The must-read guide for making your first purchase or adding to your collection
Feeling like complete morons, we stood staring at each other as three men continued their conversation, puffing on cigarettes, sipping their coffee and completely ignoring us. We could have walked out with a Chagall and they would have been oblivious. An almost apologetic “excuse me” in a barely audible whisper had zero effect; the men kept on talking. We approached the table where they were sitting and they kept on talking. We sat down at the table and they kept on talking. Finally, in a desperate Pretty Woman type move, I shrieked “We have money to spend. Can you help us or not?” In that moment, we lost all art buying credibility and our social standing. Reluctantly, one of the men got up from the table and looked down his nose at us until we ushered him over to a few pieces we’d spotted. Needless to say we left the gallery empty handed. Our credit card may have been spared but not our dignity.
I’ve been buying and collecting art for over 10 years but there are still a few galleries that scare the living daylights out of me. I’ll shuffle past the door three or four times and walk away without crossing the threshold. I try telling myself I didn’t see anything I liked in the window or the quality of the artwork didn’t meet my exalting taste but the reality is that anxiety gets the better of me. So what’s the fear? Prices beyond my budget? Having to mask the choking sounds as my throat tightens with every zero on the price tag? Unconvincing play acting? “Oh, that’s very reasonable, I thought it would be more.’” Feelings of inadequacy and guilt linked to my humble northern England roots?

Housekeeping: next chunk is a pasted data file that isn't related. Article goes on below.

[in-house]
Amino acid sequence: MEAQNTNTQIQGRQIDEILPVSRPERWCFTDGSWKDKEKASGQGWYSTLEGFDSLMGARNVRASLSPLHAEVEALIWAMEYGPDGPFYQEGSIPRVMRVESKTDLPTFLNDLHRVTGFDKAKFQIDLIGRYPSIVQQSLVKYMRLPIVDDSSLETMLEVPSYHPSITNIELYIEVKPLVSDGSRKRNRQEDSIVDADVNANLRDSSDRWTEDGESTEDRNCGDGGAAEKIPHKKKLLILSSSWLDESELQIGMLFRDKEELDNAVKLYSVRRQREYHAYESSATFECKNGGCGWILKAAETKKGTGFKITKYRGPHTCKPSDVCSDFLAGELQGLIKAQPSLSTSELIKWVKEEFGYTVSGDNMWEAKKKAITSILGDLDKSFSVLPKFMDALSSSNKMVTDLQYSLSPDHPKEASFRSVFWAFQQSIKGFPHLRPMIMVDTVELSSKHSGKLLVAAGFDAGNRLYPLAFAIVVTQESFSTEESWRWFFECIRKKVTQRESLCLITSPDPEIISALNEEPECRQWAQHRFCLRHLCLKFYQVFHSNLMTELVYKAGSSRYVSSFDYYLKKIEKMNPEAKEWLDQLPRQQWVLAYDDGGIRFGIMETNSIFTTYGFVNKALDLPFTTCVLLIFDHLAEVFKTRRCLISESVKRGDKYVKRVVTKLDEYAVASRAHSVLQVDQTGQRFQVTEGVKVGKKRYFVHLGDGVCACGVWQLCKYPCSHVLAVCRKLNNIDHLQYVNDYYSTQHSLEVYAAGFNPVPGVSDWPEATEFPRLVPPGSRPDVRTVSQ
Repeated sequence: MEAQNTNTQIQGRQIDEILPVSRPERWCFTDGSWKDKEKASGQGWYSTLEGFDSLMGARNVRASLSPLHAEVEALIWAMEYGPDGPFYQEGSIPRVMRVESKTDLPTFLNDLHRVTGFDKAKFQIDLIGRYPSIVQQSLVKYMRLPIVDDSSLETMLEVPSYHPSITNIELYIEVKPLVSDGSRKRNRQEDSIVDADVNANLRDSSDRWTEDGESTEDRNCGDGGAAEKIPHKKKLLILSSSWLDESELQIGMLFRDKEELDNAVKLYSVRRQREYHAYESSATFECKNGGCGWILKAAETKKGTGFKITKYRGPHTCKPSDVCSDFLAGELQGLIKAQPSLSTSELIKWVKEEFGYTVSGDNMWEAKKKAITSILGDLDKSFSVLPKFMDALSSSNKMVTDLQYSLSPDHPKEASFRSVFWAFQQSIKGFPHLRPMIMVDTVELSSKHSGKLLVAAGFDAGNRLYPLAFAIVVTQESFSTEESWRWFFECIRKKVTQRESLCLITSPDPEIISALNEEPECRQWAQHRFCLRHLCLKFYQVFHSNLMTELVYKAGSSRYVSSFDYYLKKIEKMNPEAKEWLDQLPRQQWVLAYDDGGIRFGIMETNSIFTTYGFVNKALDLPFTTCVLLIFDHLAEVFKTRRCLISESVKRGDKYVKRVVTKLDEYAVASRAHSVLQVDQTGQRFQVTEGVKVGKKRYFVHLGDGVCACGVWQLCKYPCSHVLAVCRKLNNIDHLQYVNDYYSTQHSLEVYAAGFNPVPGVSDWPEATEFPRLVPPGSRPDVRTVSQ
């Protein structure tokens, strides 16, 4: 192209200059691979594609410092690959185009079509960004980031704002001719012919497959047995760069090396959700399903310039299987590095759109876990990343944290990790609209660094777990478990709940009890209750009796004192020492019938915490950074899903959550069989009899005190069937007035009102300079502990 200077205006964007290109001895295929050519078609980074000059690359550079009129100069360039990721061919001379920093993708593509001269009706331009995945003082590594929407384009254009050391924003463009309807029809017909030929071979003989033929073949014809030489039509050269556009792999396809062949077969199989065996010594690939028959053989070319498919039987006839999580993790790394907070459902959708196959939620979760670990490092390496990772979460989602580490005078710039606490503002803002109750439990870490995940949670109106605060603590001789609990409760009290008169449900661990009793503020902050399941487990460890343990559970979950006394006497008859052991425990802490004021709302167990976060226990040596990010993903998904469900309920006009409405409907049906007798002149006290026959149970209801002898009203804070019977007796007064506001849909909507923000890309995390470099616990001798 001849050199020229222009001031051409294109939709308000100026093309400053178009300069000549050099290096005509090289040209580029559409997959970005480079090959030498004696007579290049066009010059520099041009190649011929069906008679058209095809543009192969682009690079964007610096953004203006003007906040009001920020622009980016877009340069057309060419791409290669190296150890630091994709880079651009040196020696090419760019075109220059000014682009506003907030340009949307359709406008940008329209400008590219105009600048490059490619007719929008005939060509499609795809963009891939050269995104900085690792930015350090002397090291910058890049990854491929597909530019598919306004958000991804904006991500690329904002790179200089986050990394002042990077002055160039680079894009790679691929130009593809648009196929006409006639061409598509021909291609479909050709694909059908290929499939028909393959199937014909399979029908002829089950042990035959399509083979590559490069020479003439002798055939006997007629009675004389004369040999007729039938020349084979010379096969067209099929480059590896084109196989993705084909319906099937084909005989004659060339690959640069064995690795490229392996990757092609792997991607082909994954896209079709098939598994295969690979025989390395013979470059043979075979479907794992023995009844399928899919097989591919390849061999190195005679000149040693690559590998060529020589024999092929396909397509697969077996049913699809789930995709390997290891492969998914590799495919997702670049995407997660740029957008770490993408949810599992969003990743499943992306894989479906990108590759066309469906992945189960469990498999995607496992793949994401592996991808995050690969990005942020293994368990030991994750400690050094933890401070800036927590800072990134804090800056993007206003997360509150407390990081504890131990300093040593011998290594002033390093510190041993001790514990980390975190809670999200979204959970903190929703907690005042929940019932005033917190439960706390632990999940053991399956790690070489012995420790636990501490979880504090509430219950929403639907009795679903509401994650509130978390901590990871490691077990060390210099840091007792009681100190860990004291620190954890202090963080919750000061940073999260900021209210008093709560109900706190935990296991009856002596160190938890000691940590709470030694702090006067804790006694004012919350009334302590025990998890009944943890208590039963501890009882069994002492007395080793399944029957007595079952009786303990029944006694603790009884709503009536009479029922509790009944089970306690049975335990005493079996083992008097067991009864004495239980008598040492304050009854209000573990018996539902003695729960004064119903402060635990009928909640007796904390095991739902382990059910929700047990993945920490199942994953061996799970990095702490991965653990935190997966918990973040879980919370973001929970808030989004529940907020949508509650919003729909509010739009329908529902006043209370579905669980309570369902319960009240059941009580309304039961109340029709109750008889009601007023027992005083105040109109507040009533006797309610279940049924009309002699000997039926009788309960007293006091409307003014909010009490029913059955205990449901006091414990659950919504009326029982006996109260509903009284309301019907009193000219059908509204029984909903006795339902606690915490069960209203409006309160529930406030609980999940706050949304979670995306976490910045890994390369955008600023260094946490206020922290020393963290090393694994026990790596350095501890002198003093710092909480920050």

The reality is that buying art is much more accessible than we may think. Now I own a gallery, it’s important to me that buyers and collectors have a really positive, affirming experience looking for artwork and making a purchase. After all, owning an original piece of art is a joy to cherish.
Having seen life from both sides of the table, here are my top 10 tips for making your first purchase or adding to your collection:
(1) Buy art that you love, that moves you, that stirs some kind of reaction in you or that you connect with aesthetically or emotionally. The art market is volatile and unpredictable and the unfortunate reality is that few artists make it into the big leagues. Those that do, do so for a host of reasons, not all of which have anything to do with their work. As such, the likelihood of seeing a significant financial return on your investment is small. You are going to be looking at the piece for many years so you’d better love it. That said, make sure you get a certificate of authenticity from the gallery and keep it somewhere safe, together with the invoice. You may need it for insurance purposes or if you have discovered the next Damien Hirst.
(2) You don’t need a degree in art history but it is worth you getting a feel for the market and prices, which means doing some research. Visit a range of galleries, search online, stop by art fairs and ask friends. If you are looking at the work of a quality emerging artist in a gallery you can expect to pay in the region of $500 to $5,000 depending on the piece itself, the size and the medium. You can pick up small pieces on paper for less but larger, more significant pieces will be more. Expect to pay an inflated price if you are buying art in tourist locations or resorts.